Corel's vice president of development and marketing, creative products, Ian LeGrow (pictured) shared Corel's plans for development of its Mac product range in an exclusive interview with Macworld. "For pro design, it's Mac," he said, "We are just entering our Mac schedule now.”
LeGrow's background is 100 per cent Mac. He joined Corel as part of the development team for the first version of CorelDraw for the Mac, which never shipped. He oversees the development of CorelDraw, Photo-Paint, CorelRave, Kai's Power Tools (KPT), Bryce, Painter, and KnockOut.
He said: "The story begins in August 1999 with Corel's acquisition of KnockOut. We had decided to make a strong push into the Mac space, so we chose to acquire some best of breed products.
"December last year we got a call from MetaCreations, and worked with them to organize the acquisition of Painter, Bryce, and KPT. So now we have a line of products widely recognized by Macintosh creatives."
Microsoft to the rescue Doubt had been cast on the future of Corel's creative product range, as observers considered the company's desperate financial condition over the last year. Now, with a $135,000,000 cash injection from Microsoft, the company's future appears more secure.
LeGrow said: "Everyone is very optimistic at Corel now. The money has had a very positive effect, but we felt we were turning a corner even before the news, as CorelDraw 10 was nearing completion - and this too had a galvanizing effect.
"We are very committed to our Mac products. We've already released a Bryce 4.1 update, and will be releasing a Painter 6.1 Public Beta in November, with the final update available by the end of the year".
Mac OS X in March The company is engaged in prepping its applications for Mac OS X. LeGrow said: "We are working on CorelDraw 10 for Mac OS X. We already have Bryce working on the new OS.
"We have had very few problems Carbonizing applications for Mac OS X. As 80 per cent of it is platform-independent, only 20 per cent is platform dependent. Apple's developer support has been excellent." He also pointed out that developer support for preparing applications for Mac OS X was the main project for Apple at this time.
Hinting perhaps at a likely release date for the hotly awaited Mac OS, LeGrow said: "We are aiming to release Bryce for Mac OS X in March."
KPT filters LeGrow also discussed work in progress on the essential KPT range. "We are working on several filters, which will be made available for paid download over the Internet. We are developing a new business model built on Internet distribution." These new filters are promised as packaged products later this year, LeGrow said.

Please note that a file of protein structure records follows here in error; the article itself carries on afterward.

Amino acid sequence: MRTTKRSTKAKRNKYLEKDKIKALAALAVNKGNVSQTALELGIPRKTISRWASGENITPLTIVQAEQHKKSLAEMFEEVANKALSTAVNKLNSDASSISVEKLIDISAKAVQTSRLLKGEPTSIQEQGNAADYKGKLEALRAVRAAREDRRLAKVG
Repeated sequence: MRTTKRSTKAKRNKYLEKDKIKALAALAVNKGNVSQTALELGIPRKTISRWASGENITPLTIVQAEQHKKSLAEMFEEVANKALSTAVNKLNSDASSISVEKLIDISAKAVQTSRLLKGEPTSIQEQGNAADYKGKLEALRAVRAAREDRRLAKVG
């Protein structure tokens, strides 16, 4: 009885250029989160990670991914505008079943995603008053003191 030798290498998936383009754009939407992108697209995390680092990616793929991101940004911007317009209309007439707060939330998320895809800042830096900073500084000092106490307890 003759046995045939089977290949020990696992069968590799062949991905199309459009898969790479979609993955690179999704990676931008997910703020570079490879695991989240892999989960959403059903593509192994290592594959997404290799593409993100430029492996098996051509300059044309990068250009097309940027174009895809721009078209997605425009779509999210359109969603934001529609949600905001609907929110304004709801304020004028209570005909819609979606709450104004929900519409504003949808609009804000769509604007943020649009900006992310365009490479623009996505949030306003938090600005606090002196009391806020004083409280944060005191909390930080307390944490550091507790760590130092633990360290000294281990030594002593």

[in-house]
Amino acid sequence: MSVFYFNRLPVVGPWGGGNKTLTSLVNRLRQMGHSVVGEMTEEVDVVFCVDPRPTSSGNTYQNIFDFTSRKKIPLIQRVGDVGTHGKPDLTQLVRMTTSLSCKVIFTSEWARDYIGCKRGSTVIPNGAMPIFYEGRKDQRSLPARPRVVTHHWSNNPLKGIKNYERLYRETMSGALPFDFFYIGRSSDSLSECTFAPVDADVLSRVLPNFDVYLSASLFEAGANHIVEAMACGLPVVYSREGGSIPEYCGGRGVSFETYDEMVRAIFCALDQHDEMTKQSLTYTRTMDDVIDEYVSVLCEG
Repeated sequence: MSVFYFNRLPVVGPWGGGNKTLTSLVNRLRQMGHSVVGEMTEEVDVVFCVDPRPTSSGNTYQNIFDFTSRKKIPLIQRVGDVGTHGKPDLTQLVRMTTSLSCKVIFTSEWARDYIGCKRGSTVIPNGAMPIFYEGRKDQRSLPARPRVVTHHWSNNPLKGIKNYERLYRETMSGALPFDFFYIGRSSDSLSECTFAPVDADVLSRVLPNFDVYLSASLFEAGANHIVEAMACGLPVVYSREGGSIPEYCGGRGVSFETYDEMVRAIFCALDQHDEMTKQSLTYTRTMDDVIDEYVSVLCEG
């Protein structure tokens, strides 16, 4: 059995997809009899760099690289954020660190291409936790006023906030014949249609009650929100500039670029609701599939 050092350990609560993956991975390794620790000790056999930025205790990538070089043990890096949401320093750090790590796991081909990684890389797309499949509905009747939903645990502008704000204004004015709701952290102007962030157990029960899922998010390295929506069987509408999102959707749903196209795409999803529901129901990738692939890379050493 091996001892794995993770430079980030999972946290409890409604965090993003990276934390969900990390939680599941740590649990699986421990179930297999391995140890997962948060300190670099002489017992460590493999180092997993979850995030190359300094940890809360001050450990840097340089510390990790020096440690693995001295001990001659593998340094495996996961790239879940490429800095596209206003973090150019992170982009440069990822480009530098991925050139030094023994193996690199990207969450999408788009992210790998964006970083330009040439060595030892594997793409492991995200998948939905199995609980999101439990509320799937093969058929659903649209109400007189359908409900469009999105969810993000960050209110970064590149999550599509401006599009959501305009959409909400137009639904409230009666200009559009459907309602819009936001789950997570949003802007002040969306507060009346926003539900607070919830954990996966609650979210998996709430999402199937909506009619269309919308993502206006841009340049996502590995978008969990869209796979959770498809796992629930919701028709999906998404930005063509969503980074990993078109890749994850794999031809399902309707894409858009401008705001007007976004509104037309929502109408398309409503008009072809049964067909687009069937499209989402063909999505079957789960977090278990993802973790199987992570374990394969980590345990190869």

He added: "One new filter is based on the Navier-Stokes Fluid Dynamic differential equation. This models the flow of liquids, and filters based on the equation that can take an image and reproduce the effect of its being reflected in rippling, disturbed water. We have several filters nearing completion based on this equation."
MetaCreations apps on horizon Of MetaCreations next generation of apps, LeGrow said: "We have already begun working on Painter 7.0, and the product is scheduled to ship in the late spring, early summer 2001. Bryce 5.0 will be released at the same time. It's a spring/summer push for our Mac creative products."
CorelDraw 10 for the Mac is also under development. Corel is aiming to release the Mac version of this in March or April next year, LeGrow said. Underlining the importance in which Corel holds the platform, LeGrow promised: "After the release of CorelDraw 10, all our Mac and PC releases will be released simultaneously on both platforms."
LeGrow also gave the biggest hint yet that Corel is putting the Microsoft millions to work, but spared the details. "We do have something really exciting on the imaging side that will be released in spring."
Rave on Finally, LeGrow discussed CorelRave, part of Corel's CorelDraw 10 suite. "Rave can do excellent lighting effects, without layer distortion. You can tween text in Rave, but it still acts like text. You cannot do this in Flash. It does this very, very quickly, and we have worked hard to ensure that we can shrink the file size very small for the Internet."
Rave has been designed for creating images for the Web, similar in application to Macromedia's Flash or Adobe's GoLive. "What we see is people using our product to create images, adding behaviours in Flash. We think it offers a much better set of drawing tools than Flash - that's pretty much what we focused the product to do. It does about 50 per cent of what Flash does, but does that 50 per cent better." On GoLive, LeGrow said: "Adobe did not keep its attention focused on keeping file sizes down."